occasions and the depot houses the Webb City Area Chamber of Commerce.
The first floor of the power house and the clubhouse are still in use
today, the power house being occupied by a skating rink and the
Clubhouse, is the headquarters of the Webb City Historical Society.
In 1914, the Webb City Public Library was established
at the corner of Liberty and First Streets. It continues to operate
today and is also home to the Webb City Area Genealogical Society.
That same year, World War I broke out and the mines were extremely busy producing minerals for
the war effort. During this time, the zinc and lead concentrates
produced in the Webb City-Carterville-Prosperity District were valued
at more than $18 million and the city's population increased to some
15,000 people. In the meantime, the the
Southwest Missouri Railroad network expanded once again, into
Springs, Kansas, as well as Picher, Oklahoma in 1917. When
complete, the electric railroad line encompassed some 94 miles, serving the Tri-State Mining Field.
However, Webb City's boom days were nearing their end.
When the war ended in 1918, the
mining industry declined because of the low price of ore and the
discovery richer ore pockets in Oklahoma. However,
citizens diversified into industrial and agricultural production. A
number of factories were enticed to come to the city including those
producing leather, shirts, shoes, cigars, boxes, caskets, and other
products. They did such a good job that in 1920, the city attained the distinction of increasing her
industries more than any other city in the United States, with an
increase of 250 percent. The area also expanded into the gravel
industry, shipping countless tons of gravel, chat, and sand all over
the country. In the 1930's and during World War II, explosives were
manufactured by powder plants located near Webb City.
In the meantime, automobiles and buses had taken over
the roads, bringing an end to the streetcar era. The Southwest Missouri Electric Railway
discontinued all of its routes in 1939. Though mining continued for
some years, after World War II, it ceased altogether.
Route 66 was established, which ran right
through Webb City's downtown area. After World War II, people began to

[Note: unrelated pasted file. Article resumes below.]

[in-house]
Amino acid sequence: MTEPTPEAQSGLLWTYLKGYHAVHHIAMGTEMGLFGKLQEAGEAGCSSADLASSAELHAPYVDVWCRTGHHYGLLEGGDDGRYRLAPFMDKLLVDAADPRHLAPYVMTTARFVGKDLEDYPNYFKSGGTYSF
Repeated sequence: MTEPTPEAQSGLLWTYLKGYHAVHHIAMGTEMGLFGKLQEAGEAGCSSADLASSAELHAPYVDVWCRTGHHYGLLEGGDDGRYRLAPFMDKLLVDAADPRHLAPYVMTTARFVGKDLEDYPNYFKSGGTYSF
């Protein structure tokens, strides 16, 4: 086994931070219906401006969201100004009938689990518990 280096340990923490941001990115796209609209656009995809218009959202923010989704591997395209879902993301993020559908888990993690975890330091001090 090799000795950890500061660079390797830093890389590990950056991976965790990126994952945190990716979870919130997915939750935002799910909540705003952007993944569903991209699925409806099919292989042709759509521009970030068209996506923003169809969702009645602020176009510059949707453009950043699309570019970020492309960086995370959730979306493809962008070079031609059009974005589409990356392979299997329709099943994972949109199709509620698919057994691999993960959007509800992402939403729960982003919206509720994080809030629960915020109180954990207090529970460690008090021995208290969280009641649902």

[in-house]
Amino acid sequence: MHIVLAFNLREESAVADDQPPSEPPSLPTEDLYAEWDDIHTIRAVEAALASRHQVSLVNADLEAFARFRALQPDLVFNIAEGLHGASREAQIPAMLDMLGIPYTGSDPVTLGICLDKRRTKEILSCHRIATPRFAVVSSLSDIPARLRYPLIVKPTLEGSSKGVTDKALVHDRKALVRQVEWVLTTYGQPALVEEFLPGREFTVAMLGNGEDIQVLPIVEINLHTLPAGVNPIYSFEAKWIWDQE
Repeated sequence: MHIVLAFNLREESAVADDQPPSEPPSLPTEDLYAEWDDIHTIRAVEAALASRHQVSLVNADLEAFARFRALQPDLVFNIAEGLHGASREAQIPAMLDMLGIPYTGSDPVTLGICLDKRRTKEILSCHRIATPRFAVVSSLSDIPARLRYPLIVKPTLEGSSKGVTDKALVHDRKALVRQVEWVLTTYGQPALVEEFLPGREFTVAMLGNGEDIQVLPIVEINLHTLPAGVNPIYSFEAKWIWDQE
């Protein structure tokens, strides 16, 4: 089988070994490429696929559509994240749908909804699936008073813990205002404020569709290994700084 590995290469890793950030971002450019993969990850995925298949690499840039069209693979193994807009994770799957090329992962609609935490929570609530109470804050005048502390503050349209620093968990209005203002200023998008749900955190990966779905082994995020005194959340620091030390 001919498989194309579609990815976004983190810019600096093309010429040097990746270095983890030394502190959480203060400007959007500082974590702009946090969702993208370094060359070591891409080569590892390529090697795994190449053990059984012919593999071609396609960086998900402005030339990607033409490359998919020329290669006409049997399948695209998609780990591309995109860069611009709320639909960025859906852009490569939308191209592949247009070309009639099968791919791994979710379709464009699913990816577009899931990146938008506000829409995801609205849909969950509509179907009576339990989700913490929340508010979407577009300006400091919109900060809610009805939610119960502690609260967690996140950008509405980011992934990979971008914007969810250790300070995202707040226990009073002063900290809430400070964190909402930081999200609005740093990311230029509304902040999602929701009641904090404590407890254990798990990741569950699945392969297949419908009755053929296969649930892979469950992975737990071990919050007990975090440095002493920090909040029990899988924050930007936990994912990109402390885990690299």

travel as they never had before, and all manner of business sprang up
to accommodate the traffic along the popular highway.
After mining was discontinued, Webb City continued to
diversify, but, the city suffered, losing population and a number of
business throughout the years. Recent years; however, have once again
seen the city thriving with new businesses and a new generation of
Route 66 travelers. Today, the town is called home to about 11,000
The old Mother Road runs right through downtown Webb City, and is prominently marked. Several historic buildings can be
seen and the Route 66 Center, located in a renovated old gas station sits at the corner of Webb
and Broadway Streets. The Center provides information, Route 66
displays, and offices for the Chamber of Commerce. The focal point is
a mural by Mayor John Biggs, measuring 8 feet tall and 16 feet wide,
that depicts 1940s travelers along old Route 66. Visitors can also see
movies at the Route 66 Theater, located at 24 S. Main one block off of
Route 66. The theater is situated in the historic Newland Hotel
While traveling through Webb City, keep your eyes open
for several beautiful murals painted by local artists, and a 30 foot
oil painting depicting the city's history hangs inside the Webb City
Bank. The city is filled with historic Victorian architecture and two
distinctive art pieces can be seen at the southern end of Main Street
– the Kneeling Miner and the Praying Hands, a statue that stands 32
feet high and weighs over 100 tons. The Praying Hands are perched on a
King Jack Park, just behind the railroad
tracks. At the park, visitors can also see the the Southwest Missouri
Electric Railroad Association’s trolley, the Mining Days Community
Building and Amphitheatre, the old trolley depot, which houses the
Chamber of Commerce; the powerhouse, and Employee Clubhouse, which
houses the Webb City Historical Society.
Route 66 Center, Webb City,
Route 66 News
The city also pays homage to its war heroes in
three locations. In Mt. Hope Cemetery is outdoor chapel and Veteran’s
Memorial inscribed with the names of the 77 Missouri Congressional Medal
of Honor recipients; in Memorial Park is a World War II Memorial bearing
the names of those Webb City service men and women who lost their lives in
our wars; and, just west of the Praying Hands, a WW II howitzer stands in
silent vigil over the memories of those who have served their country.
After seeing all the sights of Webb City, Route 66 continues
south on US-71 Business Route (Madison Street) into
the self-touted lead mining capital of the world.